[Our knowledge of our own body is our inherent feeling of it. We are always feeling every part of our body, even though we are not always aware of every part.] So complex feelings contain large numbers of simple parts. [And if we did become aware of the feeling we have in some part of our body, we have a different sort of state of consciousness than when we are unconsciously aware of our bodies. So,] as long as the simpler elements of a complex feeling do not stand out with perfect clarity in our consciousness, then they are not completely realized. And, the complex feeling results from a synthesis of all these constituent parts. Yet, if we were to become aware of these simpler elements, then there will be a simple part of our conscious state that has changed to a different sort of awareness. And since some of the totality of parts have changed, so too will the whole synthesis change. Thus when our consciousness attains a distinct perception of one of the simpler parts of our psychic state, the whole of that psychic state changes.

[Now consider instead when we imagine the way an apple looks. When we attend more to the appearance of its stem, that does not add any new information or awareness to what we know about the apple. For, the whole of the mental image contains everything that we already know about how the apple looks. Thus, ] no matter how our thinking analyzes a mental image, this will not change the way it appears to us, "because these different analyses, and an infinity of others, are already visible in the mental image which we form of the body, though they are not realized." (84)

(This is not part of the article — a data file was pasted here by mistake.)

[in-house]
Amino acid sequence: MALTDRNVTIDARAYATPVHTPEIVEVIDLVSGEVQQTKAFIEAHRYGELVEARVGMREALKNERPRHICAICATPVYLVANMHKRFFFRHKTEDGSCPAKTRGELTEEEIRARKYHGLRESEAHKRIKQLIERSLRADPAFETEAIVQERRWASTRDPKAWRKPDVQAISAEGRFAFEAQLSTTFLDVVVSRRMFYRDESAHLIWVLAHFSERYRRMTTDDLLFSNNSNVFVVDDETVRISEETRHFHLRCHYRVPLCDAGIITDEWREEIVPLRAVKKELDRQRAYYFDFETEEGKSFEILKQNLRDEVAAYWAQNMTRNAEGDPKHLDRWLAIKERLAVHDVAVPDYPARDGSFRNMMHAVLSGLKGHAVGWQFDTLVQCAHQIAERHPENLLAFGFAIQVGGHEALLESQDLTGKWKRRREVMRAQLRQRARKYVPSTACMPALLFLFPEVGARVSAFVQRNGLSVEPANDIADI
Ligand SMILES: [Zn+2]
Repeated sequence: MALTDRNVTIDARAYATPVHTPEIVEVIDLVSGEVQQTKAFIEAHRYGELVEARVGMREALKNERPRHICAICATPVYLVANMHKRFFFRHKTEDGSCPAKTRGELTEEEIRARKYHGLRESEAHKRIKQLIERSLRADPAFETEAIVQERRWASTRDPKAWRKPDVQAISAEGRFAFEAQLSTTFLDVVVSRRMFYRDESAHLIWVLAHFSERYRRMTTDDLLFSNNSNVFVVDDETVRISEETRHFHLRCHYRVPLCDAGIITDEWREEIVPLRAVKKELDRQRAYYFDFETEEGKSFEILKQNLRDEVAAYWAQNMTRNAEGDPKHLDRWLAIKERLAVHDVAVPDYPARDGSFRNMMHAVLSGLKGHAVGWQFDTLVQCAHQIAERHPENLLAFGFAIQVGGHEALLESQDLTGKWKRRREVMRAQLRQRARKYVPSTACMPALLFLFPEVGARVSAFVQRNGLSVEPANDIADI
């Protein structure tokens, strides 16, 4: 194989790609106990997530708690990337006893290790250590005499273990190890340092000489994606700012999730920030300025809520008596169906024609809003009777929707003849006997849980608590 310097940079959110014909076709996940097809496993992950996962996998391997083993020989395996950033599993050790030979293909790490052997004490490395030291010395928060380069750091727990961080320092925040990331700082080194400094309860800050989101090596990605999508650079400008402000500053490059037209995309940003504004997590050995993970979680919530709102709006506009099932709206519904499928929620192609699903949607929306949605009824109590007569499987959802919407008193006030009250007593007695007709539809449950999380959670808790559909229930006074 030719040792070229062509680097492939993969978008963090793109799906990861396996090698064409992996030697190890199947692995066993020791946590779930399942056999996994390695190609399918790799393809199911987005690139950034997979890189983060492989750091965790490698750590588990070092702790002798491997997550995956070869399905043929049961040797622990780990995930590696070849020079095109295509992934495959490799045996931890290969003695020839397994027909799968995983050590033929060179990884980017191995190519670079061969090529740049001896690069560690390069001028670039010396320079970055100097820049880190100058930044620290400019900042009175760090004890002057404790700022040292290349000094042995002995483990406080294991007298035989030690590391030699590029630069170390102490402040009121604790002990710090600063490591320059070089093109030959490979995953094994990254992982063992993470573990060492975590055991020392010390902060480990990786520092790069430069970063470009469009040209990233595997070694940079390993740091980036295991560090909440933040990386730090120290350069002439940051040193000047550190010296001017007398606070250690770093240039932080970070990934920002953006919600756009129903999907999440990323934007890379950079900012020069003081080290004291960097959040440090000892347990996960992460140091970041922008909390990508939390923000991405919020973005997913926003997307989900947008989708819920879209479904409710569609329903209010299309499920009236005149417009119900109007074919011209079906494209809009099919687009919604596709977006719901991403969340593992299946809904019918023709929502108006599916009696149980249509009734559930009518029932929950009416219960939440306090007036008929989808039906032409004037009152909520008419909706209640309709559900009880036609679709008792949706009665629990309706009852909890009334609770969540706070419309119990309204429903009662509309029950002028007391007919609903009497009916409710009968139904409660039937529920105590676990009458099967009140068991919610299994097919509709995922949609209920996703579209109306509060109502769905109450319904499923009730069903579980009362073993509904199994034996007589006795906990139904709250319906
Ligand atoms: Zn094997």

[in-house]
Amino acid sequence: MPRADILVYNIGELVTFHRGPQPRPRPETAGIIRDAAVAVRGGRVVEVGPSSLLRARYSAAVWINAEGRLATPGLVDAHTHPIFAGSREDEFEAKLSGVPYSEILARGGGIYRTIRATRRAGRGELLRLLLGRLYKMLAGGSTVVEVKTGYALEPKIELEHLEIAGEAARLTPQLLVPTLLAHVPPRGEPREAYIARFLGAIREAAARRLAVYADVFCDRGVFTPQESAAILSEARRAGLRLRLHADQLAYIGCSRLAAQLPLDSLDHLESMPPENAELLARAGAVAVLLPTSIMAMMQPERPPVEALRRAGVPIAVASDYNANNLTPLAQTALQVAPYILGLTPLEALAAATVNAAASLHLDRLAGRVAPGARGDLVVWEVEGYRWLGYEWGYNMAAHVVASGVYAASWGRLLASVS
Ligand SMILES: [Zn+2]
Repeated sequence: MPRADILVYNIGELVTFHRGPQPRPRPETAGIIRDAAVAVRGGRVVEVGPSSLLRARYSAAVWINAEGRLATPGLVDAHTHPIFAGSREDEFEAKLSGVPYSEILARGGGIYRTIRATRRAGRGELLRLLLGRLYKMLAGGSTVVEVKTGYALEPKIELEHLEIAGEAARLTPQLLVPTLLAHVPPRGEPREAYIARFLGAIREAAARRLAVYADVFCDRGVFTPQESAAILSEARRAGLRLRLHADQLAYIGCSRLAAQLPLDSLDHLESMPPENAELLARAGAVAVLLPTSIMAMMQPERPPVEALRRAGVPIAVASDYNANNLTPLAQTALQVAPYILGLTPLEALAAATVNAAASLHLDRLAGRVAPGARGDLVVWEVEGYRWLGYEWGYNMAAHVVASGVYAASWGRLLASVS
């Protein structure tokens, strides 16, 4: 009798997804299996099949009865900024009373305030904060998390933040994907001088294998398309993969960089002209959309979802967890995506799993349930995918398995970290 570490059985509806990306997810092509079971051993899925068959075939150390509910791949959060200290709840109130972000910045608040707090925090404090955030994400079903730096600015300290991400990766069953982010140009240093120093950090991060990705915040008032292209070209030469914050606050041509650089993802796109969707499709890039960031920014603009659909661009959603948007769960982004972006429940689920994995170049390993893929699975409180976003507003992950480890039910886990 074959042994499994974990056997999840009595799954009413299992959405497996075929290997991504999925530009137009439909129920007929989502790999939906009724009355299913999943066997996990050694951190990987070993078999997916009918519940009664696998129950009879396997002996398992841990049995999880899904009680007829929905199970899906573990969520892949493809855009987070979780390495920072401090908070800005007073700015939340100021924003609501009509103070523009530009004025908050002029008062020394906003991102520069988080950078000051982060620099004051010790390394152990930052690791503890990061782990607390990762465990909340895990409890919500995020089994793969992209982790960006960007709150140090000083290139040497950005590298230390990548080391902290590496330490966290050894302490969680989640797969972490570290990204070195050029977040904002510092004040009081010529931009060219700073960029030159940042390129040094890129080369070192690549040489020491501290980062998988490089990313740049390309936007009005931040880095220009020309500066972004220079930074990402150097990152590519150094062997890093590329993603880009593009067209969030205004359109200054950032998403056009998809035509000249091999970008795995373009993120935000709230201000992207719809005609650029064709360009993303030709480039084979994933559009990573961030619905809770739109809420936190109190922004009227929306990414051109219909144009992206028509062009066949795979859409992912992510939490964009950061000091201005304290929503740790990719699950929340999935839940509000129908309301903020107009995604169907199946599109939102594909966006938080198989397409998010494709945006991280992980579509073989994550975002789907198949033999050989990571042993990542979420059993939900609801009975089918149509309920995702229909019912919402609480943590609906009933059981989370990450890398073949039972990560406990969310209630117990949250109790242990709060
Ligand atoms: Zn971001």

[In the case of our bodily awareness, we are not actually aware of all the many constituent sensations of our body. But we can become explicitly aware of any of them. And in a sense, we are already aware of all of them, but in an implicit way. So we might say that our consciousness of our body's simpler parts are virtual awarenesses.

In a sense they are there, but if they were actualized, they would change the whole awareness. However, when imagining the apple, all the simpler parts of our consciousness of the image are fully actualized, because to attend to any of them more closely does not change the appearance of the apple. Thus, ]

this actual and not merely virtual perception of subdivisions in what is undivided is just what we call objectivity. (84b)

cette apperception actuelle, et non pas seulement virtuelle, de subdivisions dans l'indivisé est précisément ce que nous appelons objectivité. (64b)

So, the parts of subjective knowledge are only virtually divisible, but the parts of objective knowledge are actually divisible. Thus, when the mind conceives a number, its conception is subjective: it thinks the parts in one indivisible process. But in this process it thinks the parts as falling successively in some given space. But even though this indivisible mental process unites the parts, they have not disappeared. After we finish conceiving the number, it becomes an object that we are objectively aware-of. In this way, its parts have not vanished. They remain, which is why we are able to subsequently divided the unified number.

Hence numbers are parts of space. And thus space is the "material" that our mind uses to build-up numbers, and it is the "medium" into which the mind places them as well. (84d)

[Next entry in this series.]

Images from the pages summarized above, in the English Translation [click on the image for an enlargement]:

Images from the pages summarized above, in the original French [click on the image for an enlargement]:

Bergson, Henri. Time and Free Will: An Essay on the Immediate Data of Consciousness, Transl. F. L. Pogson, (New York: Dover Publications, Inc., 2001).

Available online at:

http://www.archive.org/details/timeandfreewill00pogsgoog

French text from:

Bergson, Henri. Essai sur les données immédiates de la conscience. Originally published Paris: Les Presses universitaires de France, 1888.

Available online at:

http://www.archive.org/details/essaisurlesdonn00berguoft